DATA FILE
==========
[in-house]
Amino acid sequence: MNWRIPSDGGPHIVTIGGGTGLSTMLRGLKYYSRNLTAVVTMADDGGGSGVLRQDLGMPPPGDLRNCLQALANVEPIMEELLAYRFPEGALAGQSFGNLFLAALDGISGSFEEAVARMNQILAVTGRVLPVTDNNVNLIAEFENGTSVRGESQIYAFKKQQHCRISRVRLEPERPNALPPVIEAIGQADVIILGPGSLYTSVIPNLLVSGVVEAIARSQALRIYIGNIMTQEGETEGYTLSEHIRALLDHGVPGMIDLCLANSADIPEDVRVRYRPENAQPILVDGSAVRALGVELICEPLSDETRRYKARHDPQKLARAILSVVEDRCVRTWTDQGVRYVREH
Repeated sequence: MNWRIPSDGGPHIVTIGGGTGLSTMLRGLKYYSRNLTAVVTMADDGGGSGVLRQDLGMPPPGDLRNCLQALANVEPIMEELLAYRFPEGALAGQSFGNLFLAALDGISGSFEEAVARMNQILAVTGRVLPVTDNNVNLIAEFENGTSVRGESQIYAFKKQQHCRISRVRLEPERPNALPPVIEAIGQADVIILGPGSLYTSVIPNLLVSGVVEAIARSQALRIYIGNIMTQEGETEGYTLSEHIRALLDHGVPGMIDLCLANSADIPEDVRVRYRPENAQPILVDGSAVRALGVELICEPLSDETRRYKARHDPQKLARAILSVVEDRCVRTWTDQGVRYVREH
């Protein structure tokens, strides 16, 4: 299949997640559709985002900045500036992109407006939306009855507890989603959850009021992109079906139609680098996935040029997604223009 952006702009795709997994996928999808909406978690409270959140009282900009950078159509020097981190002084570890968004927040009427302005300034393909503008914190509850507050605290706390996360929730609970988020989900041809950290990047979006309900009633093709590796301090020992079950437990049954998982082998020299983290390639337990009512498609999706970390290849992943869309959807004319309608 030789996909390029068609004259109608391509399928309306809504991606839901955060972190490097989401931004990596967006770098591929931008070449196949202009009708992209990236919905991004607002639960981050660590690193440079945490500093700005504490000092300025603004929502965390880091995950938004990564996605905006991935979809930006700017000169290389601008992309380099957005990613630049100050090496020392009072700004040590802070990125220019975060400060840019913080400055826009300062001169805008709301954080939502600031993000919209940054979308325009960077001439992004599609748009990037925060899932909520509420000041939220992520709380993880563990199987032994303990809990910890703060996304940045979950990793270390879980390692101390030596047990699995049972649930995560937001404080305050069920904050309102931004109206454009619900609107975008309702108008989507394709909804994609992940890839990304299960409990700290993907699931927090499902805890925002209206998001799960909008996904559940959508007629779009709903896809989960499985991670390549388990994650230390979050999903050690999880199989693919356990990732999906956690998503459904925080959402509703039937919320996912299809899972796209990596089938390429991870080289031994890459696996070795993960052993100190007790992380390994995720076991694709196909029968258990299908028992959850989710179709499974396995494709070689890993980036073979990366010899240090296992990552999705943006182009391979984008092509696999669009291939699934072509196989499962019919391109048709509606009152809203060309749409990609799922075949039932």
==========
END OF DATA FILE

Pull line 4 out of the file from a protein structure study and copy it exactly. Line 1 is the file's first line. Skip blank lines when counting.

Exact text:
């Protein structure tokens, strides 16, 4: 299949997640559709985002900045500036992109407006939306009855507890989603959850009021992109079906139609680098996935040029997604223009 952006702009795709997994996928999808909406978690409270959140009282900009950078159509020097981190002084570890968004927040009427302005300034393909503008914190509850507050605290706390996360929730609970988020989900041809950290990047979006309900009633093709590796301090020992079950437990049954998982082998020299983290390639337990009512498609999706970390290849992943869309959807004319309608 030789996909390029068609004259109608391509399928309306809504991606839901955060972190490097989401931004990596967006770098591929931008070449196949202009009708992209990236919905991004607002639960981050660590690193440079945490500093700005504490000092300025603004929502965390880091995950938004990564996605905006991935979809930006700017000169290389601008992309380099957005990613630049100050090496020392009072700004040590802070990125220019975060400060840019913080400055826009300062001169805008709301954080939502600031993000919209940054979308325009960077001439992004599609748009990037925060899932909520509420000041939220992520709380993880563990199987032994303990809990910890703060996304940045979950990793270390879980390692101390030596047990699995049972649930995560937001404080305050069920904050309102931004109206454009619900609107975008309702108008989507394709909804994609992940890839990304299960409990700290993907699931927090499902805890925002209206998001799960909008996904559940959508007629779009709903896809989960499985991670390549388990994650230390979050999903050690999880199989693919356990990732999906956690998503459904925080959402509703039937919320996912299809899972796209990596089938390429991870080289031994890459696996070795993960052993100190007790992380390994995720076991694709196909029968258990299908028992959850989710179709499974396995494709070689890993980036073979990366010899240090296992990552999705943006182009391979984008092509696999669009291939699934072509196989499962019919391109048709509606009152809203060309749409990609799922075949039932």